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Common Law Issues The law regarding common law relationships is different than in cases of divorce. Discuss the issues that affect unmarried couples here.

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  #1  
Old 03-26-2007, 12:47 PM
myrivers myrivers is offline
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Default Unjust Enrichment case

My situation: CL for 8yrs and a home that I purchased 6 yrs ago. My name only on title using my money for downpayment. Relationship has ended. CL Ex has not worked or contributed financially to the house or ANY bills, not even groceries or her smoking habit. 1 child in relationahip. We have agreement on CS and custody plus agreement on SS support. Ex has contributed to house upkeep, child raising, gardening, lawn mowing, 90% of house renovations paid for by me using contractors. 10% her contribution, no cash just effort. Ex refused to work outside the house even after young child was in school full time. After years of 'encouragement' to get a job to cover a few of the bills (childs clothing, cigarettes, long distance phone bill) Basically I paid for everything. Wrong Move on my part.

But now she wants a portion of the value of the house. Can she qualify to bring an Unjust Enrichment case against me?
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Old 03-31-2007, 06:50 AM
logicalvelocity logicalvelocity is offline
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myrivers,

as you mentioned,

Quote:
But now she wants a portion of the value of the house. Can she qualify to bring an Unjust Enrichment case against me?
I believe they could bring a case or claim against you. The success of their claims will swing on the facts.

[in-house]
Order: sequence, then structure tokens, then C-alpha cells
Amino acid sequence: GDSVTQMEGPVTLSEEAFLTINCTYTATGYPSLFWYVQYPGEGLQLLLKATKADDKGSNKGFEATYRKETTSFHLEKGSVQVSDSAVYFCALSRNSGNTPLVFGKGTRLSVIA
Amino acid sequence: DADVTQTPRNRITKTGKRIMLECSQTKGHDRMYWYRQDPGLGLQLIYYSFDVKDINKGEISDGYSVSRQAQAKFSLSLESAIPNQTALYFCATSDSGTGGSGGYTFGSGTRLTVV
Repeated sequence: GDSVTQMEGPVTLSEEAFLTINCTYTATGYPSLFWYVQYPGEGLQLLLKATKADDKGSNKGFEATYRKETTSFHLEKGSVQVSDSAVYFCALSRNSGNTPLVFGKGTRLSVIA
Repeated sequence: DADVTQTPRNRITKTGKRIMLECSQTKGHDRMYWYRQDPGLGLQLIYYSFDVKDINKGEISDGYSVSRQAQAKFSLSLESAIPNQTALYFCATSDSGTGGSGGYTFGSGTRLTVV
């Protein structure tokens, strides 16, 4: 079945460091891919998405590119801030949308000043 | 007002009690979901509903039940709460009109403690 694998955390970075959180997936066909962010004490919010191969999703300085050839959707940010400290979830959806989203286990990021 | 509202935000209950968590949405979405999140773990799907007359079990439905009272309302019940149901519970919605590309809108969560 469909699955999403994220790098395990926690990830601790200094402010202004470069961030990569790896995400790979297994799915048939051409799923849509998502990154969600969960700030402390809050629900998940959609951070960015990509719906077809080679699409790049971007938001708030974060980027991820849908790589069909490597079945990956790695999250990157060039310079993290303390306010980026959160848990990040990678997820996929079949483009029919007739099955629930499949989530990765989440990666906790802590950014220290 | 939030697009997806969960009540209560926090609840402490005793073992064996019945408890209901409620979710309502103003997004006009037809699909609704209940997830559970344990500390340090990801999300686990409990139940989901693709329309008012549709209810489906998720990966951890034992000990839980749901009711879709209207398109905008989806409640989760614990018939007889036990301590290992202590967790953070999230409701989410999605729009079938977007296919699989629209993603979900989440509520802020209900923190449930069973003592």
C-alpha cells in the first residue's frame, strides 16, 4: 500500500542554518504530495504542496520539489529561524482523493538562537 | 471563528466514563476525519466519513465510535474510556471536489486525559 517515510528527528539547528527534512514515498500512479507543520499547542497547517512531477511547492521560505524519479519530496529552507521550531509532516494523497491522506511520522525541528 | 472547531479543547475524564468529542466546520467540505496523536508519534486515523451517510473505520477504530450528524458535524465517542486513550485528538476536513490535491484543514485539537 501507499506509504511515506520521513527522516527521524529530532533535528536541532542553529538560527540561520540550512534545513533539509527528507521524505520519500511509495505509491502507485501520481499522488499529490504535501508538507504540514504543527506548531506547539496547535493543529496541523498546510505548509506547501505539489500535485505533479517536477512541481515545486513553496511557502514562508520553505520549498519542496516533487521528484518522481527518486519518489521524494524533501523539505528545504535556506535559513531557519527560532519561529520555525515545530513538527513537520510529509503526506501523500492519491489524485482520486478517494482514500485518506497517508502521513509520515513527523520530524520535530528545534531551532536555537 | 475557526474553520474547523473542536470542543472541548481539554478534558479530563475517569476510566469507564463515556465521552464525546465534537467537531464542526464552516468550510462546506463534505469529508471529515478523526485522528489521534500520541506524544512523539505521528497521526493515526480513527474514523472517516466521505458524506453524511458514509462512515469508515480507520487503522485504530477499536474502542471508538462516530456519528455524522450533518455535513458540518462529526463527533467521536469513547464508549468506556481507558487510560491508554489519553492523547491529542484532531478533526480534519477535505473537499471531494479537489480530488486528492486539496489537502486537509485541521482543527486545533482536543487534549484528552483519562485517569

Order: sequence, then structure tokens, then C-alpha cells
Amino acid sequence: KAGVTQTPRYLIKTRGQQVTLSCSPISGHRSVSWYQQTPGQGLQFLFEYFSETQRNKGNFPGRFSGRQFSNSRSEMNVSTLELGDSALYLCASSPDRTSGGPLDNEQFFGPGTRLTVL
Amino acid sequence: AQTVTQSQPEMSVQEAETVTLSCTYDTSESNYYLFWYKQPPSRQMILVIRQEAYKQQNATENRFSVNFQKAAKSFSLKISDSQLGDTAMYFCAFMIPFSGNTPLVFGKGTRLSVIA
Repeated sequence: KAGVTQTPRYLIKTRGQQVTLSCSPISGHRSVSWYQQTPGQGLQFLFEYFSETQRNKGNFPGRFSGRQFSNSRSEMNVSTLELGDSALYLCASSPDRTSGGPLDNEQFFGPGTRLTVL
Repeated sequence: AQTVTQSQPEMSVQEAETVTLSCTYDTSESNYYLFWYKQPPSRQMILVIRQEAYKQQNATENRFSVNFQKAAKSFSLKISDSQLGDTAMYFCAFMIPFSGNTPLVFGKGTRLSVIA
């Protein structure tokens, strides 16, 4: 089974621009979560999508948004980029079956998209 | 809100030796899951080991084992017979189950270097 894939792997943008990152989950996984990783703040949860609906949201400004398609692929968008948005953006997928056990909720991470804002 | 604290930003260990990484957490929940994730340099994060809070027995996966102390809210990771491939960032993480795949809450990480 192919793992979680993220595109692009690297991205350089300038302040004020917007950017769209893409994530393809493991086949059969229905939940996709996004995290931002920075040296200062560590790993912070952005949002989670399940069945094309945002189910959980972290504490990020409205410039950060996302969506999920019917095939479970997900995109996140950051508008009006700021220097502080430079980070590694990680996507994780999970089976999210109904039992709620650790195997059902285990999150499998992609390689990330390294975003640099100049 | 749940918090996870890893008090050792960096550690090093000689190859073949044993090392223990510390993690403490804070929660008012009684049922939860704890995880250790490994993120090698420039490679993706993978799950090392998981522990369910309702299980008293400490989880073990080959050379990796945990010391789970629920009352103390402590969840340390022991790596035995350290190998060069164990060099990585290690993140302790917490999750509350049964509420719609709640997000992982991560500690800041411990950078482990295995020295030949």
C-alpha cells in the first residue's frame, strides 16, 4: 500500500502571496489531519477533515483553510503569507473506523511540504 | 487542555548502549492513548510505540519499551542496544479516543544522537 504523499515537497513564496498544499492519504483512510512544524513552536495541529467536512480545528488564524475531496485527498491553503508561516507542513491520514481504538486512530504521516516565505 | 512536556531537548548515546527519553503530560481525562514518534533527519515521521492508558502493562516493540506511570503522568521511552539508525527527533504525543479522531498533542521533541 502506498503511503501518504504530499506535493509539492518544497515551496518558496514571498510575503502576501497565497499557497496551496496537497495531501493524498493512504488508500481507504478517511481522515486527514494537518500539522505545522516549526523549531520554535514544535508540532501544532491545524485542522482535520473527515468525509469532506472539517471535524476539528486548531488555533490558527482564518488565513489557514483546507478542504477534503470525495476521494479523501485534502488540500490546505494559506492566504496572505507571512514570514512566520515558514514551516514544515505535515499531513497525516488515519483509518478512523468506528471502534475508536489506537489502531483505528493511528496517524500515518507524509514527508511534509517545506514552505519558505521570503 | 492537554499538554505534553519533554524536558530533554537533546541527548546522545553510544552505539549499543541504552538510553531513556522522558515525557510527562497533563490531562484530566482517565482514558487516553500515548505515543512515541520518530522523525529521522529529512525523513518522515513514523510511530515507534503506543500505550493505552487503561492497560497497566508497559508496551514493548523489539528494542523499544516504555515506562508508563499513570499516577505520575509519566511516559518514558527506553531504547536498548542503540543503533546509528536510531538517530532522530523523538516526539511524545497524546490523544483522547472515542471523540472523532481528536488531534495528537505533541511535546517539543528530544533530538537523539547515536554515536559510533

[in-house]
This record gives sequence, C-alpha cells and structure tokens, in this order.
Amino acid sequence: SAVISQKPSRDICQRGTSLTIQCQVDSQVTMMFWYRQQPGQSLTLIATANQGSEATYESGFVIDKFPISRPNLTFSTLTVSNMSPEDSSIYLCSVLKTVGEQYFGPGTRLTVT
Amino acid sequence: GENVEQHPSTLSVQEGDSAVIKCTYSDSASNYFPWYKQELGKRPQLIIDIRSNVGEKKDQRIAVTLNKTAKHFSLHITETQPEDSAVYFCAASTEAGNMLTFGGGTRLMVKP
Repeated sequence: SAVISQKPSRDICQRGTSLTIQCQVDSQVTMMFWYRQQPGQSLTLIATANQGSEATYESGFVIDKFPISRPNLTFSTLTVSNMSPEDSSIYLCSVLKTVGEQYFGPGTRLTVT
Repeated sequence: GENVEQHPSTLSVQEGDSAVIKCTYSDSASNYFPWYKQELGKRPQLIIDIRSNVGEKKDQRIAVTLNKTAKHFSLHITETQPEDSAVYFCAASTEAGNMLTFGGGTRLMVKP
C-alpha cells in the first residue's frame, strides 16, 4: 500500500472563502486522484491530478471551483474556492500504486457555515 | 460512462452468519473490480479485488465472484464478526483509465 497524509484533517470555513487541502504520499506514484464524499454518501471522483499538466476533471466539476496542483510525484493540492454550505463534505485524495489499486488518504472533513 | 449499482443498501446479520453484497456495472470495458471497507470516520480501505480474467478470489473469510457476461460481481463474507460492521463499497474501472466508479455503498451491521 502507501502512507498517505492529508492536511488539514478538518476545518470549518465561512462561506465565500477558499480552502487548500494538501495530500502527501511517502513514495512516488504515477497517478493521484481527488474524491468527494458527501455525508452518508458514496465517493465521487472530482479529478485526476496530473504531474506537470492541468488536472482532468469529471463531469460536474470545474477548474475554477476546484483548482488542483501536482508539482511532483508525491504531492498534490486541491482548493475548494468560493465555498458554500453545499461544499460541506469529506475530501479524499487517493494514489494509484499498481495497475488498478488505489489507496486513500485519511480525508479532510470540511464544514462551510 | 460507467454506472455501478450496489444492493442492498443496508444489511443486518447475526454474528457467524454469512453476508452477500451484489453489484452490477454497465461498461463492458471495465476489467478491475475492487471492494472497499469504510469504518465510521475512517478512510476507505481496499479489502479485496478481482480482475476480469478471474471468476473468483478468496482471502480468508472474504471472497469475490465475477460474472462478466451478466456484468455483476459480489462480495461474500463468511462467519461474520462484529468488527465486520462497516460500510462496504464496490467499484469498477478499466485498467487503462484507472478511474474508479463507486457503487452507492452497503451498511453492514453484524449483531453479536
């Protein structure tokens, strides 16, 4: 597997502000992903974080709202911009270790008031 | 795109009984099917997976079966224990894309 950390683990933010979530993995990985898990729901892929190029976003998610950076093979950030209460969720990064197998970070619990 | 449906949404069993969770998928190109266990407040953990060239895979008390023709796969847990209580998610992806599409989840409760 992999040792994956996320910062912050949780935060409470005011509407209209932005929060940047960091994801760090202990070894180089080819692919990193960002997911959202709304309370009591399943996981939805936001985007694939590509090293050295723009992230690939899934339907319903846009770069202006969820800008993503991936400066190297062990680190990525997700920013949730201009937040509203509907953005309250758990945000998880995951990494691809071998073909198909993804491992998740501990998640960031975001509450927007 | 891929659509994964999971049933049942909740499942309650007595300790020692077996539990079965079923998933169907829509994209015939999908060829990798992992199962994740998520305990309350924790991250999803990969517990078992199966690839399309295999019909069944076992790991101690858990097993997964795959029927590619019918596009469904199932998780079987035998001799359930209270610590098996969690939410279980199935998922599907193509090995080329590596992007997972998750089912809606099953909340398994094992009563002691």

To obtain a better understanding of their pending claims potential, read the leading SCC decision on the issue of unjust enrichment:

Peter v. Beblow, [1993] 1 S.C.R. 980

http://scc.lexum.umontreal.ca/en/199...3rcs1-980.html
BACKGROUND

...Appellant lived in a common law relationship with respondent for 12 years, doing the domestic work of the household and raising the children of their blended family without compensation. Respondent had purchased the house occupied by the couple and appellant had undertaken a number of projects ‑‑ gardening, planting a hedge, painting ‑‑ to maintain or better it during the relationship. During the course of the relationship respondent was able to pay off the mortgage on the house and to buy a houseboat and a van; appellant bought a lot with money earned outside the family unit. The house lay vacant after the parties separated....

Per La Forest, Sopinka, McLachlin and Iacobucci JJ.: The appropriate remedy--a monetary award or the imposition of a constructive trust--must only be decided once an unjust enrichment giving rise to restitution is established. The constructive trust is available where monetary damages are inadequate and where there is a link between the contribution that founds the action and the property in which the constructive trust is claimed.

In determining whether an unjust enrichment exists, policy considerations are to be considered under the head of absence of juristic reason for the unjust enrichment. Services given on the voluntary assumption of the role of wife and step‑mother give rise to a remedy based on unjust enrichment. Generally, a common law spouse owes no duty at common law, in equity or by statute to perform work or services for the other party to the relationship. Homemaking and childcare services may, in a relationship, give rise to equitable claims against the other party. It is not unfair for a recipient of indirect or non‑financial contributions to be forced to provide recompense for those contributions. Domestic services cannot logically be distinguished from other contributions. The test as to whether there is an unjust enrichment without juristic reason is flexible and the factors to be considered vary. No obligation arose here from the parties' circumstances and the elements giving rise to a legal gift were not present.